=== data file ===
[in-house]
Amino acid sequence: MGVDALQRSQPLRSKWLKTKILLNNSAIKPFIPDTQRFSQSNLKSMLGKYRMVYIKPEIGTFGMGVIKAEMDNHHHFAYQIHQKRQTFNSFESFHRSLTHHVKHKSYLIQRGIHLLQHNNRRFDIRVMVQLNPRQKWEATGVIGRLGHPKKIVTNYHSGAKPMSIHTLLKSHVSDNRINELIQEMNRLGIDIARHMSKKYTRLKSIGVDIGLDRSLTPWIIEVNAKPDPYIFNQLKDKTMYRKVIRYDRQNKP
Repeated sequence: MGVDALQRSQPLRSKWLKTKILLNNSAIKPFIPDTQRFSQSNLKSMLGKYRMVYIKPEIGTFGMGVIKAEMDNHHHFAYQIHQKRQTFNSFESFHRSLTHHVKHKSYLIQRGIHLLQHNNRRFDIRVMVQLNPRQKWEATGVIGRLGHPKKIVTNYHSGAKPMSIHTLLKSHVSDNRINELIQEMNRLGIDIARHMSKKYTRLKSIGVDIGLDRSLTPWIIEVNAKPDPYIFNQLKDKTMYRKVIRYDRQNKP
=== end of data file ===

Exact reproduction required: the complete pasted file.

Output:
[in-house]
Amino acid sequence: MGVDALQRSQPLRSKWLKTKILLNNSAIKPFIPDTQRFSQSNLKSMLGKYRMVYIKPEIGTFGMGVIKAEMDNHHHFAYQIHQKRQTFNSFESFHRSLTHHVKHKSYLIQRGIHLLQHNNRRFDIRVMVQLNPRQKWEATGVIGRLGHPKKIVTNYHSGAKPMSIHTLLKSHVSDNRINELIQEMNRLGIDIARHMSKKYTRLKSIGVDIGLDRSLTPWIIEVNAKPDPYIFNQLKDKTMYRKVIRYDRQNKP
Repeated sequence: MGVDALQRSQPLRSKWLKTKILLNNSAIKPFIPDTQRFSQSNLKSMLGKYRMVYIKPEIGTFGMGVIKAEMDNHHHFAYQIHQKRQTFNSFESFHRSLTHHVKHKSYLIQRGIHLLQHNNRRFDIRVMVQLNPRQKWEATGVIGRLGHPKKIVTNYHSGAKPMSIHTLLKSHVSDNRINELIQEMNRLGIDIARHMSKKYTRLKSIGVDIGLDRSLTPWIIEVNAKPDPYIFNQLKDKTMYRKVIRYDRQNKP